Yesterday, Integrated Learning posted a 700 level GMAT question on our blog. Today, they have followed up with the answer:
To answer this question, you can do the math, or you can rely on the experience you have gained thus far. Let’s work out statement 1 by thinking it through:
Statement 1: We know there are a specific number of girls (q). Since each number of girls would yield a different probability of choosing 2 girls, there must be only one specific number that would yield 1/11. So it must be enough information.
Now, statement 2 requires a little more thought. Let’s work it out by doing the math:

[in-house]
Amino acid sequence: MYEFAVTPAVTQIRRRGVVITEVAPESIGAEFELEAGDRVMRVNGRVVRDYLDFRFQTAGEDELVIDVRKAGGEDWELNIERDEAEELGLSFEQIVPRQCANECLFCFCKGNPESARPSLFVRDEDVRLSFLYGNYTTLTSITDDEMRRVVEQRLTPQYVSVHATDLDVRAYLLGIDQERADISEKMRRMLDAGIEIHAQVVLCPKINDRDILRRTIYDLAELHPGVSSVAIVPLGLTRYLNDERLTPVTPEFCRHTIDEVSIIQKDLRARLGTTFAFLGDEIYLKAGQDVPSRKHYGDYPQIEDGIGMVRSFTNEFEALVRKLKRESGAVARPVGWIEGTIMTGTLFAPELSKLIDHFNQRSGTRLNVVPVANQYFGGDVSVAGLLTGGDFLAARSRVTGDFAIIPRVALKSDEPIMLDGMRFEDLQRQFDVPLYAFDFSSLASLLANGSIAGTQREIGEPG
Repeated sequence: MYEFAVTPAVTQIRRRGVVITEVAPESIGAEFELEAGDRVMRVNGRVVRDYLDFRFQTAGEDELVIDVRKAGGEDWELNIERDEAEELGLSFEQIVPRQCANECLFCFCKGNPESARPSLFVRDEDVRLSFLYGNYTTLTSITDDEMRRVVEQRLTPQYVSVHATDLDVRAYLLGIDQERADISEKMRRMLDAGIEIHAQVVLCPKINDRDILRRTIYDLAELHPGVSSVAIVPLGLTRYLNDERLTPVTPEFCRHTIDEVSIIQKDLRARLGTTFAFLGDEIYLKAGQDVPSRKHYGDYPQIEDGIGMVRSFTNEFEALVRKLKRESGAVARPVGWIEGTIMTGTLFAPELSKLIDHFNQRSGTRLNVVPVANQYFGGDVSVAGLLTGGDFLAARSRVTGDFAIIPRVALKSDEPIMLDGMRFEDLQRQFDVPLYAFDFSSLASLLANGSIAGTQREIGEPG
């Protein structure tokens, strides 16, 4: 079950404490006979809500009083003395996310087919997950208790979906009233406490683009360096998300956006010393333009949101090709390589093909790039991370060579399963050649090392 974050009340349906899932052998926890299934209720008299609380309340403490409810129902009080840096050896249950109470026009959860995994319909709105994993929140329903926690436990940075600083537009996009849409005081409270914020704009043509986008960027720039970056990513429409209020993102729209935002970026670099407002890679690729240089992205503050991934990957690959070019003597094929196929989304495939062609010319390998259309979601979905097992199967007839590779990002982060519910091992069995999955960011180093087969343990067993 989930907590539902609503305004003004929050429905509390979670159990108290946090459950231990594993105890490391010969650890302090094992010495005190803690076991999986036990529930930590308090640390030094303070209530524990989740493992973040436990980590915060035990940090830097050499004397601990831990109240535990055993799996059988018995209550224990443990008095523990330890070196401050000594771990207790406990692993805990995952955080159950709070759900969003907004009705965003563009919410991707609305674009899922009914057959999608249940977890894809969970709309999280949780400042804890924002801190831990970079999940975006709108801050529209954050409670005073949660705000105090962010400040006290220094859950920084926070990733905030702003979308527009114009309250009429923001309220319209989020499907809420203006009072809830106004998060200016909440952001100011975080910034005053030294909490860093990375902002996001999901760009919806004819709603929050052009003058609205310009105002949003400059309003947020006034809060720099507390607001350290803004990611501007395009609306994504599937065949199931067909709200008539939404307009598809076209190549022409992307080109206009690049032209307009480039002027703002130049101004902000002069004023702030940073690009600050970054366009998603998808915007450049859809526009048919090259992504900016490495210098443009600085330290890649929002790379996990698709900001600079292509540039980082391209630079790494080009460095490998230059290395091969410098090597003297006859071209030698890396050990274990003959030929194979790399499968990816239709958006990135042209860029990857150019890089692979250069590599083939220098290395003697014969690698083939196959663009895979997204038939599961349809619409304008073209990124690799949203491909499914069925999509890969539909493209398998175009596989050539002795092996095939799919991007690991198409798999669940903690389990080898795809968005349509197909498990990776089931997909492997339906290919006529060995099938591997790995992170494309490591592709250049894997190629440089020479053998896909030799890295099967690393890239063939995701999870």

Statement 2: This one may seem to follow the same logic, as they are giving us a specific probability. However, this time we are asked to pick one boy and one girl. Look at the following chart to see why this isn’t enough information:
*As you can see, each probability is repeated for inverse combinations of boys and girls. There are two ways to get 16/33, once with 4 boys and 8 girls, and also with 4 girls and 8 boys. This is not enough information. We do not know what q is.
*Note: we will multiply each probability by 2, because we can choose a boy and a girl, or a girl and a boy, and both will yield the desired result.
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